Having trained as a dancer, Ju Gosling works across performance and digital arts. She tells Georgia Snow about running disability arts festival Together!, set up after London 2012…
Describe the role of the Together! Festival…
The festival ties in with UK Disability History Month, a national project that’s been going for seven years. We’ve been running a festival alongside it pretty much from the start. Over a four or five-week period, we try to cover the whole range of art forms during the festival. We run workshops for disabled people led by national artists and companies such as Stopgap. The festival is our real ‘production period’ but we work all year round. It was supposed to be a one-off after 2012, when the official cultural offering tied to the Olympics did not come to Newham, the main host borough – all the cultural facilities were in Stratford.
How has your location affected the work you do?
At the start of 2012, Newham had the lowest level of cultural engagement in the UK. Whereas Stratford’s residents engage at the national average level, the vast majority in Newham weren’t engaging in any cultural activity. What surprised me was that people wanted us to carry on. The festival is an opportunity to look at the locally based artists we have developed. I’m very proud of what we’ve achieved and we have now been given Arts Council England funding to build capacity and create new income streams. Now we’re applying to be a national portfolio organisation.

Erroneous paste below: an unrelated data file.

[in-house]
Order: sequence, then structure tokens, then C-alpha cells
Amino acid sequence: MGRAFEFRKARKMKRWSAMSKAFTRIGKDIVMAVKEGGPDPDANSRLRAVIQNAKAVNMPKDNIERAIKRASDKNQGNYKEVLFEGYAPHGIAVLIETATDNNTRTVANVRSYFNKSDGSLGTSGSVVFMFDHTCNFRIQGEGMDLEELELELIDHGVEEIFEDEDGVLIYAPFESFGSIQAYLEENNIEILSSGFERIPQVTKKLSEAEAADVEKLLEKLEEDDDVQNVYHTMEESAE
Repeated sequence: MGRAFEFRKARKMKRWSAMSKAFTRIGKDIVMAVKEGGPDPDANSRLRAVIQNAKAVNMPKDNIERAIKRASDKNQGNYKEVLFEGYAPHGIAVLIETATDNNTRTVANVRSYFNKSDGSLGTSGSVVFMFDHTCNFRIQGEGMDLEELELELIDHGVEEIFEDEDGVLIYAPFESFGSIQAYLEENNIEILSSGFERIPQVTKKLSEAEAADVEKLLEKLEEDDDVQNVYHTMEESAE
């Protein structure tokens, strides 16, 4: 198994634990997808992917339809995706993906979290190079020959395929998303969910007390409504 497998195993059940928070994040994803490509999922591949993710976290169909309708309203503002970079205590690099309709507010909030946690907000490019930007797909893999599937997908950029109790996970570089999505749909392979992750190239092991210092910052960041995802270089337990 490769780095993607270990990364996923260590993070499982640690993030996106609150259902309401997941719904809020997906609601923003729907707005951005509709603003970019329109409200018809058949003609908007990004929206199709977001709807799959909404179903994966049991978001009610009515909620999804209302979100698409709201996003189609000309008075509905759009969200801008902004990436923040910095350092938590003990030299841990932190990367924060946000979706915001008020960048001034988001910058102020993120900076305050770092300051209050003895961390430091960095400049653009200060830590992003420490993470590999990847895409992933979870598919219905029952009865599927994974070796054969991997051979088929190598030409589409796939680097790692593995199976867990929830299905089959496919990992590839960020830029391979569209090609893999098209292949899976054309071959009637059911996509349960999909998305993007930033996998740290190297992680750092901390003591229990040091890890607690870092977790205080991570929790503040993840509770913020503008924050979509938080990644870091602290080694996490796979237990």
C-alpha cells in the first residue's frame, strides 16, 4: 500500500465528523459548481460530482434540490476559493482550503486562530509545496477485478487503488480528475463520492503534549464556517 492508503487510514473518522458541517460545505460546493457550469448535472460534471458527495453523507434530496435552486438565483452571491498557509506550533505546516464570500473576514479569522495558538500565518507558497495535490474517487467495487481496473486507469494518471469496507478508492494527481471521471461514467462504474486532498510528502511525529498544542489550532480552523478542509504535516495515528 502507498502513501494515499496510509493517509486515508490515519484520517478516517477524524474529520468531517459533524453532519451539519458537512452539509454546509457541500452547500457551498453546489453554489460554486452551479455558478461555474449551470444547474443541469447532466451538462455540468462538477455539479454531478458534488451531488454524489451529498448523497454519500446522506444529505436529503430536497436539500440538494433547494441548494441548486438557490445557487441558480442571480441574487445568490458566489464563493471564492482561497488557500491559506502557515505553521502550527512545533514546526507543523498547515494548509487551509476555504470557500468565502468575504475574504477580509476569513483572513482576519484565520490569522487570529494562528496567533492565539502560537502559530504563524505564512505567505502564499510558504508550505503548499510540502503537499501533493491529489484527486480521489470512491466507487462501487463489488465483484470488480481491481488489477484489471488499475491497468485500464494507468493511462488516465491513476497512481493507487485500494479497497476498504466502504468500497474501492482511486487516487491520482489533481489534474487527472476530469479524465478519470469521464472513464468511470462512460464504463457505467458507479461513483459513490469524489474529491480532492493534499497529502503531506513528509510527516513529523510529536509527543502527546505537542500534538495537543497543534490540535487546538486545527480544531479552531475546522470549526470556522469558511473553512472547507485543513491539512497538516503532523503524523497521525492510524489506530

What is your primary focus as an artist?
I like to think of myself as a multimedia storyteller, working mainly with digital but also with performance, text and sound. I started off training as a dancer, but an underlying genetic condition meant I developed a spinal curvature, so I couldn’t dance – in any case, I wouldn’t have had the energy levels. Now I do a whole range of things as an artist, alongside my work with Together!
How has support for disability arts made a difference?
It’s not just essential for the arts world, where disabled artists are so under-represented, but also for other disabled people. Sometimes I look at the journey of some of our local artists – one in particular has done an awful lot of drama and dance in the past. He developed a neurological condition and ended up in a day centre. Though the day centre has now closed, he has met other people in similar circumstances with careers – he’s restarted his career, so I think our support has a big impact. Live performance can be better than the visual arts, but disabled artists, and audiences, are incredibly under-served. As an artist myself it’s been a huge pleasure to be able to support the career of other artists and to showcase those talents, whether it’s bringing national artists to Newham or showcasing the work that’s being produced here. The progress that has been made with just a bit of support and attention is incredible.
Source – The Stage – https://www.thestage.co.uk/features/interviews/2016/ju-gosling-support-for-disability-arts-is-essential/